Sailor Moon [was an inspiration] in the palette—the dreamy, feminine, color palette—but also in Sailor Moon's friendship with the other Sailor Scouts and how each girl is kind of assigned a specific color. We totally pay homage to that with Mei and her friend group, too. In terms of magical transformation stories, Ranma ½ and Fruits Basket I loved growing up because they just play so fast and loose with the transformation. Characters just poof in the pink cloud and they just turn from animal to human and then back and forth. I love how in those stories the world treats it so casually. But also these are teenagers dealing with drama at school and crushes and betrayals and all that stuff. And we really wanted to borrow that playfulness and looseness in how they incorporate magic into their stories.

a goofy movie
'A Goofy Movie' | Walt Disney Pictures

A Goofy Movie

Shi and her team took cues from recent coming-of-age stories like Pen15and Greta Gerwig's Lady Bird, but she also kept another animated classic in the back of her mind.

Lady Bird was a great movie that we watched for that mother-daughter dynamic. I just love that genre so much. Oh, this is weird: A Goofy Movie. When you watch that movie and then you watch our movie, you'll be, "Oh wow. There's a lot of crossover." I love that movie. The music—Powerline—is so good. I mean, also just his relationship with his dad. It's a parent child story too. I love how set in a time period it is too. The thing that is very late '90s. The fashion of all the characters is very specific. We totally were inspired by that. It'd be such an honor if someone called Turning Red the new A Goofy Movie.

my neighbor totoro
'My Neighbor Totoro' | Studio Ghibli

My Neighbor Totoro

If there's one figure from animation that looms large over Turning Red, it's Totoro from Hayao Miyazaki's My Neighbor Totoro. Shi went into the project with the intention of bringing her own Totoro to life.

My secret goal in the beginning was to create our own version of Totoro. How do we create this iconic grabbable giant animal that you just want to rub your face in? It was also tricky too, because we wanted her to feel like a red panda, but a magical red panda. So there were certain choices that we made, little details that we added to swirl patterns in her fur just to make her feel a little bit more magical and not exactly a real red panda. It was so important for her to be huge too, because it just helps so much with that metaphor of puberty. You're suddenly huge and you're knocking stuff over every time you turn around.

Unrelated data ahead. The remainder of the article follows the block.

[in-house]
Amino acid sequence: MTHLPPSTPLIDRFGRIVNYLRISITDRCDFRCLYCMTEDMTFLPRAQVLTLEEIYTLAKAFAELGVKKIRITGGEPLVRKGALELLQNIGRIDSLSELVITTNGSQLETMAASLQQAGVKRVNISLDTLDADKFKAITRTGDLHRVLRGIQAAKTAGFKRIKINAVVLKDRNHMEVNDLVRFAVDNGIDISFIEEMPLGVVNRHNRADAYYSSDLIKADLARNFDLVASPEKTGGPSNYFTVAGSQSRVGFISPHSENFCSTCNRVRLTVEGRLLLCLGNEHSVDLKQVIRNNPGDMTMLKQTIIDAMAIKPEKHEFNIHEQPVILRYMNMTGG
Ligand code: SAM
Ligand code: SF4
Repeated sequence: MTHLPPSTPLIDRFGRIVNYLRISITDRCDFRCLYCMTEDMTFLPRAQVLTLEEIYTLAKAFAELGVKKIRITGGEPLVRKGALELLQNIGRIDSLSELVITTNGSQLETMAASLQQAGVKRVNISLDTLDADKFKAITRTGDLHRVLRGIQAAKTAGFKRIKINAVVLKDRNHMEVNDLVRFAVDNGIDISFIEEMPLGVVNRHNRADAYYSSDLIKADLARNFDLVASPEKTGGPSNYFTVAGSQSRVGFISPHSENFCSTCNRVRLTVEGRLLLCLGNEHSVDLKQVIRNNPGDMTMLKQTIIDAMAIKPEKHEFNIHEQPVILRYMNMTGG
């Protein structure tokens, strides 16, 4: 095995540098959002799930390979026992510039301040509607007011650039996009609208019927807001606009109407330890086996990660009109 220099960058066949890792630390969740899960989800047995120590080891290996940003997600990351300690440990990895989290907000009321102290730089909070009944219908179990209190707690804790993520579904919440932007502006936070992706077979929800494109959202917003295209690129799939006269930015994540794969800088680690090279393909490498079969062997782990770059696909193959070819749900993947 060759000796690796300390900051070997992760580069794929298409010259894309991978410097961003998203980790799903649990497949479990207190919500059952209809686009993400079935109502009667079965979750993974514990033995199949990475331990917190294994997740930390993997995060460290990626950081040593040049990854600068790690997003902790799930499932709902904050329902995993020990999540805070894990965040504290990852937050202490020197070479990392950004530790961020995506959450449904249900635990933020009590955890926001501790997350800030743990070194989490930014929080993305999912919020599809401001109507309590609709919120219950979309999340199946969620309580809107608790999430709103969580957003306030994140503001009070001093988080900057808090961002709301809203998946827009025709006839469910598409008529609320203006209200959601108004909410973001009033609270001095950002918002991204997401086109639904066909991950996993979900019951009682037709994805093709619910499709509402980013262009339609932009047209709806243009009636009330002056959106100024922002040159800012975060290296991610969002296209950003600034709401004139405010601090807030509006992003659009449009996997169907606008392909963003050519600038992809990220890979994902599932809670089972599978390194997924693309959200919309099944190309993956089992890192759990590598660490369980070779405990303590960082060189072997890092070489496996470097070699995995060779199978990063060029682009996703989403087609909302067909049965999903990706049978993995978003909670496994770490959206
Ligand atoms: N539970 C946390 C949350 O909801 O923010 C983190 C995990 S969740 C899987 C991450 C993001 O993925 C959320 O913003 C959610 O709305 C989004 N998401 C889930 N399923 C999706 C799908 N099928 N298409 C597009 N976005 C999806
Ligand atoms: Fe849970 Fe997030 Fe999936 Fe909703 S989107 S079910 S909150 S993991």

I grew up with Hayao Miyazaki movies and Totoro is one of those movies that you can just go back and revisit over and over again. I love that it's about girls going on adventures in their backyard. It's so imaginative and magical, but there's also deep, deep darker themes in there too. Their mom is sick and it just feels so real. I just love that, that balance between realism and magic and really inspired by that in our movie too. Even though fantastical things are going on, it's still very much set in Toronto. You see Mei and her mom and her dad in a very slice of life scene where they are making dumplings, watching soap operas. We were still able to add a lot of those natural real moments that I think makes the movie feel so much more grounded and emotional.

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Esther Zuckerman is a senior entertainment writer at Thrillist. Follow her on Twitter @ezwrites.